Once it's clipped into place on its backplate, it's not really designed to come off really easily. In fact, it needs the opening key which ships with the product in the box. If you lose that, and your battery dies, you'll need to get hold of another. What we suggest doing is loop the opening tool onto a keychain as soon as you remove it from the paper card it's attached to. 

With all that said, when it is clipped in place, it doesn't sit completely flush. It's a little loose and can be wriggled but ultimately it won't budge without that tool. 

The main body of the camera is built from plastic and comes in either black or white. It doesn't feel particularly premium, but it's uncomplicated and inoffensive. The thing we like about it is that - for visitors still unfamiliar with video doorbells - it still looks like a doorbell. Plus, the button actually clicks in when you press it, and gives a traditional chiming sound when pressed.  

As you'd expect from a product that's designed to sit outside your house, the battery door on the back of the doorbell is weather sealed and rated to IP54 levels. That may not seem like a high rating, but it's enough to stop rain from getting in. Considering it's at the back, and mounted on the back plate, it's never going to be going head-on with the rain anyway. It's enough protection so that if any rain or moisture does get in behind the camera, it's not going to get inside the camera itself and cause damage.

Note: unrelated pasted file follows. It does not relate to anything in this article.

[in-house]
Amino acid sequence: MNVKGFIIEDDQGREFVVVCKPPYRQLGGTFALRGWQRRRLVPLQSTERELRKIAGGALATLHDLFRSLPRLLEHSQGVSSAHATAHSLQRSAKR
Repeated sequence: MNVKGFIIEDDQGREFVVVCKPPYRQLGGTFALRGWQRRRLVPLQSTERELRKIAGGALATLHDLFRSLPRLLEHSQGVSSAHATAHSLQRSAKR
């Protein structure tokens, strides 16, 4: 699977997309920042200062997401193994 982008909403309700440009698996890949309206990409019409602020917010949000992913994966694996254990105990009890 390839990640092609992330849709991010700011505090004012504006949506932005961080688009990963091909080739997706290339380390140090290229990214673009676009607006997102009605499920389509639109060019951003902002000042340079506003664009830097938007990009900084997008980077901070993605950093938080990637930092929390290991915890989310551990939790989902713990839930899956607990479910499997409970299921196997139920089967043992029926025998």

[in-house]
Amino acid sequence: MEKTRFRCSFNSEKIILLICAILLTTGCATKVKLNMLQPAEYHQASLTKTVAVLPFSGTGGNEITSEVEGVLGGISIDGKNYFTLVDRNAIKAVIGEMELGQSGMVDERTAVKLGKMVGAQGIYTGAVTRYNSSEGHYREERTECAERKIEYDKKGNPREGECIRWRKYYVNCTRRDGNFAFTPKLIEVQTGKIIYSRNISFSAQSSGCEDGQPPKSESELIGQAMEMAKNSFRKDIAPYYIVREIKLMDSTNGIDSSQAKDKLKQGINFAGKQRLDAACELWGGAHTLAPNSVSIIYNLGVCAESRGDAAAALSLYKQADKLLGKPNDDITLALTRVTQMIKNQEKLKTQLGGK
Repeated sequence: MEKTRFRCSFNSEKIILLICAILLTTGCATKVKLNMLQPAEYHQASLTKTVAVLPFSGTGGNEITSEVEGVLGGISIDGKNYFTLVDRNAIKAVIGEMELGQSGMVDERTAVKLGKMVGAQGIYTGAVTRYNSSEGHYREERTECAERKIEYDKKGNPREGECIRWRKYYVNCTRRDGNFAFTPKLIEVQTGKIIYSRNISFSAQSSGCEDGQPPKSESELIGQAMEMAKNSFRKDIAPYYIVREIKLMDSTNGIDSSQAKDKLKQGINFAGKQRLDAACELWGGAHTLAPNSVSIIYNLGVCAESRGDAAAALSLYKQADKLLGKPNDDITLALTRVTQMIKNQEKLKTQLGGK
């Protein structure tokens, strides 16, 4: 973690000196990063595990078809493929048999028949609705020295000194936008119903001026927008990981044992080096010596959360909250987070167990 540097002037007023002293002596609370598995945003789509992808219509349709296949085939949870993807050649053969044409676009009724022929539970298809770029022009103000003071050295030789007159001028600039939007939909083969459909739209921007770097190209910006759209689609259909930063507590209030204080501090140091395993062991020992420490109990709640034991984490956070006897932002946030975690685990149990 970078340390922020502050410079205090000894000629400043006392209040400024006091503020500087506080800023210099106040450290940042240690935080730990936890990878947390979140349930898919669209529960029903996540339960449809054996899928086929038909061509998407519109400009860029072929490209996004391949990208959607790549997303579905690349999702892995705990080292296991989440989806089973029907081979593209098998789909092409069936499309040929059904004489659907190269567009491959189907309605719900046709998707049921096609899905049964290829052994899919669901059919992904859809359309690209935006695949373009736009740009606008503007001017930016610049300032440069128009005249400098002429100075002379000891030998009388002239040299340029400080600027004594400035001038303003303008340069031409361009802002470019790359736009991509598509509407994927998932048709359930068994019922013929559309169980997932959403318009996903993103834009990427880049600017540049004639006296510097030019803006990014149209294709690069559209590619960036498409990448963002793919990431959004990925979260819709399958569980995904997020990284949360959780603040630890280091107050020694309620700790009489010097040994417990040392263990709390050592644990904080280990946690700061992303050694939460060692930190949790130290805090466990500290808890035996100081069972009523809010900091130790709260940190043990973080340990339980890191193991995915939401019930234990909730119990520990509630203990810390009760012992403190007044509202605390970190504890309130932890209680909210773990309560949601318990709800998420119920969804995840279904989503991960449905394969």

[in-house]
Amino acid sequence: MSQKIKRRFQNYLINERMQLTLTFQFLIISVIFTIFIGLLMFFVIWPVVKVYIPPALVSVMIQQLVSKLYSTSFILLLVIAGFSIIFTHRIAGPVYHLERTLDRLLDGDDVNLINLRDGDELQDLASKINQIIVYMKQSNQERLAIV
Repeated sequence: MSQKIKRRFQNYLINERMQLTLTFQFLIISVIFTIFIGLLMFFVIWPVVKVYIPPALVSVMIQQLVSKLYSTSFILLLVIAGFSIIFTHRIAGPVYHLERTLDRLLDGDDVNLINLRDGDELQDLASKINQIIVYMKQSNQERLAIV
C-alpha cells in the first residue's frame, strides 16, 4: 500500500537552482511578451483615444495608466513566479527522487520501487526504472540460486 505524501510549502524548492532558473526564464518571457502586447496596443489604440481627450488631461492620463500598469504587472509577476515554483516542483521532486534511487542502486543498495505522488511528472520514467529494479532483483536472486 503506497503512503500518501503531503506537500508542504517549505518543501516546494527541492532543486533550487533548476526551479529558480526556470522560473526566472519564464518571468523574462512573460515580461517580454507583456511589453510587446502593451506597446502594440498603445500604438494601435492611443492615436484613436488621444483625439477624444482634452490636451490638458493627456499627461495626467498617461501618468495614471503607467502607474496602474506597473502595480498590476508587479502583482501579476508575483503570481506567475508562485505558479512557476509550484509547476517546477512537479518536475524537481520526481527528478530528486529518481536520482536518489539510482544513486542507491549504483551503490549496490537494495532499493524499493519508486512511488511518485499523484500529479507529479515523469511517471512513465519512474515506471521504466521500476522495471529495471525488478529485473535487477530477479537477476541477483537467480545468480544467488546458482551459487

Coincidentally, we've had strong winds and rain during the time we've been using the doorbell, and it hasn't been troubled at all, so that has eased our initial anxieties somewhat. 

For those who need to angle their doorbell to the left or right, or even upwards or downwards, you can buy an additional corner or wedge mount for the doorbell, and they're relatively inexpensive at about £6.99 per mount in the UK. 

Features and video capture

  • 1080p video HD capture - infrared night video
  • 135 degree field of view (horizontal)
  • Two-way audio - view and communicate through Echo Show or mobile
  • Sync module for offline storage

With any product aiming at the more affordable end of the market, there will always be some compromises in terms of what features it will offer. For instance, where a Ring Video Doorbell might have person, animal and package detection, the Blink Video Doorbell doesn't. Instead, it features a motion sensor which you can customise to only trigger with motion from set areas in its field of view, but you can't tell it to ignore cars by only alerting you if it sees a person or a package, for instance.

What we do like though is that you can set it to a schedule so that it only 'arms' at night, when you're asleep, and so can ignore all motion at the door until the time you've set it to be armed. Then, when you wake up, you can check the activity to see what motion your video doorbell captured during the night. Of course, you can easily arm or disarm the camera system manually if you want to as well.